It started to click. As mentioned above, to get to the really high scores you aren’t keeping 300 or even 1000/round. You need BIG scores. So the higher threshold ups your chance to sticking around long enough in a round to get on a lucky streak. But once on the streak it doesn’t matter what your threshold was. If the basis is only 300, you just won’t stick around long enough, but the lucky streak may hit from the first roll and again, the threshold is irrelevant.

Interesting to me.

So there’s a balance in there. Higher threshold gives you a chance of getting to a higher max score more readily. But it doesn’t mean you will get any higher than with a lower threshold. And it’ll be frustrating while you do it. You have to have confidence and keep at it.

Thoughts?

p.s. the results are on another machine or I’d post some of the numbers. Perhaps if there is interest I’ll still do it.

]]>Knowing what score I am trying to beat definitely changes my strategy. You have to take risks to score high, and at the same time cash in your winnings.

A tale to tell: Yesterday I scored my all time high of 12000+, beating my friend’s top score by at least 2000 points. Within 8 hours he had me beaten again with a score of 14000+! Sometimes life just is not fair.

]]>But I can answer the question you asked. If you roll n dice, the probability of being able to score them all and get a new batch of dice is given below. (Picky point: this calculation uses the facebook convention where three pairs is necessarily three different pairs, not a four of a kind and a pair.)

n=1: 1/3 (33.33%)

n=2: 1/9 (11.11%)

n=3: 1/18 (5.56%)

n=4: 13/324 (4.01%)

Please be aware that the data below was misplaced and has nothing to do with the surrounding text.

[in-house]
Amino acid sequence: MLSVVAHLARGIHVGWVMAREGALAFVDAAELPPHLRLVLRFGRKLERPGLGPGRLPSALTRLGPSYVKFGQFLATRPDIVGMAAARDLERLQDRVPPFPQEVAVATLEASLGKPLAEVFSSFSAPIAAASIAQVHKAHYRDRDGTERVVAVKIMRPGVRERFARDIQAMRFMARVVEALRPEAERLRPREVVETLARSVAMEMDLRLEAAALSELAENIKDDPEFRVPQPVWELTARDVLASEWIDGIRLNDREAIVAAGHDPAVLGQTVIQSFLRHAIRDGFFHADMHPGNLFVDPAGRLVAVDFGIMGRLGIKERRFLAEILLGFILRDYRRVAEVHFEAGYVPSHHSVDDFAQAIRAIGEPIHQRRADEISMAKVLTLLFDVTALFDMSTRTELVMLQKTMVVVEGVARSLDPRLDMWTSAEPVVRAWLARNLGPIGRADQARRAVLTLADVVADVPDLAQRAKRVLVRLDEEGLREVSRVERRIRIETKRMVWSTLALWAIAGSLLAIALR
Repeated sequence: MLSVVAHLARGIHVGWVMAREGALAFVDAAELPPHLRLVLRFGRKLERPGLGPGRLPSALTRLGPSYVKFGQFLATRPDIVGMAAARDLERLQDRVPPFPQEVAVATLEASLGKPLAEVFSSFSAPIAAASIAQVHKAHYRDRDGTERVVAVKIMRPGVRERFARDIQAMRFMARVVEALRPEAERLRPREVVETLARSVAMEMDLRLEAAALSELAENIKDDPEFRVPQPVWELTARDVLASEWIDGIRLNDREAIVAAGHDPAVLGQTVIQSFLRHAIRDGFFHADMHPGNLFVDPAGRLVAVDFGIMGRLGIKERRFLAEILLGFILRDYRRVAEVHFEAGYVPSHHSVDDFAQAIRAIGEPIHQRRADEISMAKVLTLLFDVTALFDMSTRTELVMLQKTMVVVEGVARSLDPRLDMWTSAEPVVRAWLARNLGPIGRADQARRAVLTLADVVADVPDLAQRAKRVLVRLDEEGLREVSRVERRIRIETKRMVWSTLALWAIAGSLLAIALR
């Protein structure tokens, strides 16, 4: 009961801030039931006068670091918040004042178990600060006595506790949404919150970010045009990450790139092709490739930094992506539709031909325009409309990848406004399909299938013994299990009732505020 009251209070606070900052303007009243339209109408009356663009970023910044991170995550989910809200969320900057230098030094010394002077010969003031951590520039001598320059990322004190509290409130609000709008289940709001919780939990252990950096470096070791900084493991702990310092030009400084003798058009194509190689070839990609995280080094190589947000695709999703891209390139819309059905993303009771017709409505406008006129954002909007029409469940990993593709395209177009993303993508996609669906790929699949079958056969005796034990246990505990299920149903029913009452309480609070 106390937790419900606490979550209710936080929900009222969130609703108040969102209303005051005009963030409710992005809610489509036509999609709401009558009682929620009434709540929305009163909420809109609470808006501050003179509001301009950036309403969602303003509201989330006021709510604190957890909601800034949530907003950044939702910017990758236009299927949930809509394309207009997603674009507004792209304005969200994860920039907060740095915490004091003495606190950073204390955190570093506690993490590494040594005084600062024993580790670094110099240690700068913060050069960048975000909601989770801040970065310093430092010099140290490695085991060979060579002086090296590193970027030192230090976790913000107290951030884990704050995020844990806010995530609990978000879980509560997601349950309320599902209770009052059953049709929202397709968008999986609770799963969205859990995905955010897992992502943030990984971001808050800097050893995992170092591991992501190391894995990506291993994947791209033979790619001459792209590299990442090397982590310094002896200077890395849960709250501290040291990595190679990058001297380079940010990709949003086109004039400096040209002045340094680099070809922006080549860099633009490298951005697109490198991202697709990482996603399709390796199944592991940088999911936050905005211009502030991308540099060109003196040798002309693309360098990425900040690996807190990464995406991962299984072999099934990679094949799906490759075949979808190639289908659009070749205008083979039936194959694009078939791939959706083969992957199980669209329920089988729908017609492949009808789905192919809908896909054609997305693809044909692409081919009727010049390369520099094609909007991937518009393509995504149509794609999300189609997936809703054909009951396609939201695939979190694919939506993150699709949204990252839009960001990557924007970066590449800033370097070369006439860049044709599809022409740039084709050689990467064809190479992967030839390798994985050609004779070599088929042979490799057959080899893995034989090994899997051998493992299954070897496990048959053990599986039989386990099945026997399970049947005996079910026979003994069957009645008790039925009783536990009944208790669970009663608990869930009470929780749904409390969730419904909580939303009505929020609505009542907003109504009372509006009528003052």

n=5: 59/1944 (3.03%)

n=6: 101/1296 (7.79%)

The strategy I have taken is to play for the N-of-a-kind. That is, to remove the least number of dice possible, in order to maximize the odds of the big points. So, if I roll a 1-1-5-5-3-4, I’ll pull a 1 out and roll 5 dice. I throw out 2-2-2 and sometimes 3-3-3 unless I don’t have an option.

The probabilities I’m looking for (and I’m too lazy to compute right now) are the odds of using all of the dice. IOW, if I roll N dice, what are the odds of all N of them being useful at once and I get a full cup of dice to shoot again.

The other part of this is, what is the cutoff score for rerolling N dice? What are you willing to risk to roll 1 die? I’ve farkled 2700 points off of 6 dice, but I never would have gotten that far had I not been willing to throw 2 dice. What score are you willing to risk for a 33% chance of getting at least 500, more probably 750, and possibly 2000 if you manage a straight on your next roll. 450? 300? 900?

What I have done is cooked up a spreadsheet that tracks my farkle scores. I track the min/med/max, +/-2 sigma. As for your friends’ 13950, look at my distibution, and you can see I have 3 10k games that are all on a long tail. Those games were gifts. In one, I rolled 2 straights in a row, another I rolled 3 pair, 5×1+5, and then 4×6. My 12450 I farkled twice, the 12k not once. Few games are like that. My 10500 game was the one I farkled 2700 points. I think its mostly luck but you need to have a strategy that takes advantage and plays for lucky streaks, with a conservative backup. And play a lot of games :)

Here is the spreadsheet.

http://spreadsheets.google.com/ccc?key=0AiCaQ3LQ24c2dFJyQTJETWNGeDV0d184SG5mUThjaHc&hl=en